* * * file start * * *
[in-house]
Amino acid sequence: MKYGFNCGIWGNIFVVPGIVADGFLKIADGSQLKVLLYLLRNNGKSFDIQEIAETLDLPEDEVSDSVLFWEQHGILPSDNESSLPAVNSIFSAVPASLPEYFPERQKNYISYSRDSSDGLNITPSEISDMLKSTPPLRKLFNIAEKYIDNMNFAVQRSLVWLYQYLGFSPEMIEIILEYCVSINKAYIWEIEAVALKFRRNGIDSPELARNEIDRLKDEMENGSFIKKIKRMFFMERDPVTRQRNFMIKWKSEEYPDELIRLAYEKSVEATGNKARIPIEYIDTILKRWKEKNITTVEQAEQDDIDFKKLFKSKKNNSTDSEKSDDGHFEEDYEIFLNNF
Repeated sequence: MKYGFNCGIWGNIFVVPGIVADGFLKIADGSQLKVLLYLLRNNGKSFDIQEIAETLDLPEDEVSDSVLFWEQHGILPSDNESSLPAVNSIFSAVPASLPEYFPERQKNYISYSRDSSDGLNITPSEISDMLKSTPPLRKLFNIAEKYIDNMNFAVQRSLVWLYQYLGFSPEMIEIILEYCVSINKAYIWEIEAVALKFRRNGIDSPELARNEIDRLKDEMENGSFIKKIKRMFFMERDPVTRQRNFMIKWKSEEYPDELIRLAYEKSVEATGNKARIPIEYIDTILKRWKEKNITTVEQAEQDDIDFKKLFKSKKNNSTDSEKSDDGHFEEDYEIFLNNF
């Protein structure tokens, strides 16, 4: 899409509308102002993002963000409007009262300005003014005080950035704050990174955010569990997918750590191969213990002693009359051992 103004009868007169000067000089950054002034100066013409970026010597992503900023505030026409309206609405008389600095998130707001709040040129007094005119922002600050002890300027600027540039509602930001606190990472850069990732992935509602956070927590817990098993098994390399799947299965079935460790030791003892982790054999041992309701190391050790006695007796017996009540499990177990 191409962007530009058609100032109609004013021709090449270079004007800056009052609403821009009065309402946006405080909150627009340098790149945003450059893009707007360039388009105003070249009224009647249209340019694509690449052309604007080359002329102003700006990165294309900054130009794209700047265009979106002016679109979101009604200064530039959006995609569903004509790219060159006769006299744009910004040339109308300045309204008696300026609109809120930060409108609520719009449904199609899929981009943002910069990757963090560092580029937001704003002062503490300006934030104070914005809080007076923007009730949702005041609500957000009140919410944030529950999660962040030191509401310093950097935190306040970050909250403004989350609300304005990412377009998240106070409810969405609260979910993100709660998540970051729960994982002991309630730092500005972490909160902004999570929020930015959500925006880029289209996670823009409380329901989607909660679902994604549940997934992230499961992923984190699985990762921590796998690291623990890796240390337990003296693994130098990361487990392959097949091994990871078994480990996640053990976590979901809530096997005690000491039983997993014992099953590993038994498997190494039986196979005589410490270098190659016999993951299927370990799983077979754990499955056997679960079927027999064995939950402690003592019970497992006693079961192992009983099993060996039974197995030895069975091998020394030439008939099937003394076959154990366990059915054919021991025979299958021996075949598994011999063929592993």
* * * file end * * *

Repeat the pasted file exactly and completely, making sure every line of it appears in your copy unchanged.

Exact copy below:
[in-house]
Amino acid sequence: MKYGFNCGIWGNIFVVPGIVADGFLKIADGSQLKVLLYLLRNNGKSFDIQEIAETLDLPEDEVSDSVLFWEQHGILPSDNESSLPAVNSIFSAVPASLPEYFPERQKNYISYSRDSSDGLNITPSEISDMLKSTPPLRKLFNIAEKYIDNMNFAVQRSLVWLYQYLGFSPEMIEIILEYCVSINKAYIWEIEAVALKFRRNGIDSPELARNEIDRLKDEMENGSFIKKIKRMFFMERDPVTRQRNFMIKWKSEEYPDELIRLAYEKSVEATGNKARIPIEYIDTILKRWKEKNITTVEQAEQDDIDFKKLFKSKKNNSTDSEKSDDGHFEEDYEIFLNNF
Repeated sequence: MKYGFNCGIWGNIFVVPGIVADGFLKIADGSQLKVLLYLLRNNGKSFDIQEIAETLDLPEDEVSDSVLFWEQHGILPSDNESSLPAVNSIFSAVPASLPEYFPERQKNYISYSRDSSDGLNITPSEISDMLKSTPPLRKLFNIAEKYIDNMNFAVQRSLVWLYQYLGFSPEMIEIILEYCVSINKAYIWEIEAVALKFRRNGIDSPELARNEIDRLKDEMENGSFIKKIKRMFFMERDPVTRQRNFMIKWKSEEYPDELIRLAYEKSVEATGNKARIPIEYIDTILKRWKEKNITTVEQAEQDDIDFKKLFKSKKNNSTDSEKSDDGHFEEDYEIFLNNF
């Protein structure tokens, strides 16, 4: 899409509308102002993002963000409007009262300005003014005080950035704050990174955010569990997918750590191969213990002693009359051992 103004009868007169000067000089950054002034100066013409970026010597992503900023505030026409309206609405008389600095998130707001709040040129007094005119922002600050002890300027600027540039509602930001606190990472850069990732992935509602956070927590817990098993098994390399799947299965079935460790030791003892982790054999041992309701190391050790006695007796017996009540499990177990 191409962007530009058609100032109609004013021709090449270079004007800056009052609403821009009065309402946006405080909150627009340098790149945003450059893009707007360039388009105003070249009224009647249209340019694509690449052309604007080359002329102003700006990165294309900054130009794209700047265009979106002016679109979101009604200064530039959006995609569903004509790219060159006769006299744009910004040339109308300045309204008696300026609109809120930060409108609520719009449904199609899929981009943002910069990757963090560092580029937001704003002062503490300006934030104070914005809080007076923007009730949702005041609500957000009140919410944030529950999660962040030191509401310093950097935190306040970050909250403004989350609300304005990412377009998240106070409810969405609260979910993100709660998540970051729960994982002991309630730092500005972490909160902004999570929020930015959500925006880029289209996670823009409380329901989607909660679902994604549940997934992230499961992923984190699985990762921590796998690291623990890796240390337990003296693994130098990361487990392959097949091994990871078994480990996640053990976590979901809530096997005690000491039983997993014992099953590993038994498997190494039986196979005589410490270098190659016999993951299927370990799983077979754990499955056997679960079927027999064995939950402690003592019970497992006693079961192992009983099993060996039974197995030895069975091998020394030439008939099937003394076959154990366990059915054919021991025979299958021996075949598994011999063929592993």